I’m On A Boat!
Steven and I have taken our fair share of unusual transportation around the world. Camels, tuk-tuks, Mongolian ponies. But it’s turning out that one of our favorite modes of moving is the small boat.
Last month when we went to India for a friend’s wedding in Mumbai, we also stopped in Varanasi, the holiest town on the Ganges river. Every morning at sunrise, people come down to the riverbanks to dip themselves in the freezing, (and filthy) holy water and send off prayers in the form of floating candle/flower concoctions.
Since out hotel was right on the water, we woke up at five every day to the sounds of the riverbank life and on so, on our last morning we took a two-dollar boat ride to check out the hubbub of the banks from a new angle.
Here’s a peek of what we saw:
That boat ride got us thinking about all the other ones we’ve taken. Our Top 3 from around the world are:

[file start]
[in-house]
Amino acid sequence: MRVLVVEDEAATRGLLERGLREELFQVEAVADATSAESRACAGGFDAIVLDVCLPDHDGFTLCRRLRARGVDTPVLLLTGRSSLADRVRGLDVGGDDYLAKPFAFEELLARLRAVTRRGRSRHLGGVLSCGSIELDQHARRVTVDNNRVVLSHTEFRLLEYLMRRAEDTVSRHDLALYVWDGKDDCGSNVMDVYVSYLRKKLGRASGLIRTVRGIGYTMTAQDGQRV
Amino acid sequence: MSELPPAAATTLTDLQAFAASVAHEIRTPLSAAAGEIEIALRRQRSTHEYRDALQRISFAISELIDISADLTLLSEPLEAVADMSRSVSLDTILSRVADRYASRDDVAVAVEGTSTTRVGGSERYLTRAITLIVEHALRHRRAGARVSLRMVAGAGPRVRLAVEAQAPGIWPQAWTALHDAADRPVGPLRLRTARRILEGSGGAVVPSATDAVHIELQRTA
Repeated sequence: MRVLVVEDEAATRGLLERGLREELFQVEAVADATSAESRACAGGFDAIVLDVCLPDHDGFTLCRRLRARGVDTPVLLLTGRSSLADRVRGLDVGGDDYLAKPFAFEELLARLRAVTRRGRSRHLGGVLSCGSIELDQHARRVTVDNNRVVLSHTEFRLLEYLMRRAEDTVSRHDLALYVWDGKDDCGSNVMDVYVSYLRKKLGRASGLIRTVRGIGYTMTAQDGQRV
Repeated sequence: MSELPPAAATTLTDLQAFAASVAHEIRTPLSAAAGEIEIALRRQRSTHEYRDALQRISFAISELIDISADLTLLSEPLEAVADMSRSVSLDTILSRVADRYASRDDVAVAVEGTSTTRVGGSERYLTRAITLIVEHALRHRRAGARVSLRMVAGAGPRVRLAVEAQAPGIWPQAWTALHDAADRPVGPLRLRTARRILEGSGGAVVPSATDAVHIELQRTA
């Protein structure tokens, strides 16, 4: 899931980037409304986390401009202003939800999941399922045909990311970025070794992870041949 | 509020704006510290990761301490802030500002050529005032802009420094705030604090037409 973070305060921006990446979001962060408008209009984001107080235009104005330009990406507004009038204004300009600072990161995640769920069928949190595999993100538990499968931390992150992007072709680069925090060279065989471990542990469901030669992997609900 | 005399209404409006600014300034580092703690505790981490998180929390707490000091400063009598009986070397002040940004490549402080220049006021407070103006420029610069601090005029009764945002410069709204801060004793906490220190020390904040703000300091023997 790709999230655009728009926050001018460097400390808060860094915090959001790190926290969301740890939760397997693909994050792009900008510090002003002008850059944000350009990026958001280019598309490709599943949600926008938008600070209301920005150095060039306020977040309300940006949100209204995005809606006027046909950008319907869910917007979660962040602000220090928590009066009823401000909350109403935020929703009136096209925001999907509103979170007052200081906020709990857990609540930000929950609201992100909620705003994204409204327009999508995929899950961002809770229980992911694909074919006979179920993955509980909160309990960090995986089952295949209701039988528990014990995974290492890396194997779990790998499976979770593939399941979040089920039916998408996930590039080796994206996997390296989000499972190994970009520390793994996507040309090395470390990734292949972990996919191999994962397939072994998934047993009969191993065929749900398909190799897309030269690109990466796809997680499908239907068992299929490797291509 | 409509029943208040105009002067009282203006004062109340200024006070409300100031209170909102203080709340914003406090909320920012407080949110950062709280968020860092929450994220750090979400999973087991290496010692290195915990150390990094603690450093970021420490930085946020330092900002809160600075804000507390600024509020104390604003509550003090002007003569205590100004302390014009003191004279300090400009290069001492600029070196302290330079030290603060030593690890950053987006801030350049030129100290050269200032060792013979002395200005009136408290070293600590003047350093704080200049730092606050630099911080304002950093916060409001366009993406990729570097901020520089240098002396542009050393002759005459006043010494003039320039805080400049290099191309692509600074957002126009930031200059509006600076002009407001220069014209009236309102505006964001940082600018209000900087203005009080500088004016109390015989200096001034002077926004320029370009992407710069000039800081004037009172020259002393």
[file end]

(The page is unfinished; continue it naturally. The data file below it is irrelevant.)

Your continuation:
In the south of China near a town called Yangshuo is the Li River and other smaller tributaries. For just a few bucks, you can rent a bicycle and spend the day peddling through the rice fields and jagged limestone karsts, then take a small bamboo boat down the river back home. We did it twice, stupid grins on our face the whole time.
Only a few months later we found ourselves on the Niger River in Mali trying to make it to the ever mysterious Timbuktu. With a local guide, we spent four days on a pinasse, or what is basically a glorified and partially covered canoe, puttering along through fishing villages, past hippos, sleeping on the banks of the river under the stars. Minus the fact that we never actually made it to Timbuktu via the river, we think back on that boat trip as a major success.
And last, kayaking through the turquoise waters of Halong Bay in Vietnam was freaking wonderful. We passed enormous karsts jutting up straight from the water and spotted climbers making their way up them, or falling with a laugh and splash into the water below. We even got to spend the night on an old fashioned sailboat in the bay, literally drifting to sleep.
So two thumbs up for small boat rides during travel—the easiest way to remind you of the meaning of the classic travel mantra, It’s not the destination that matters but the journey.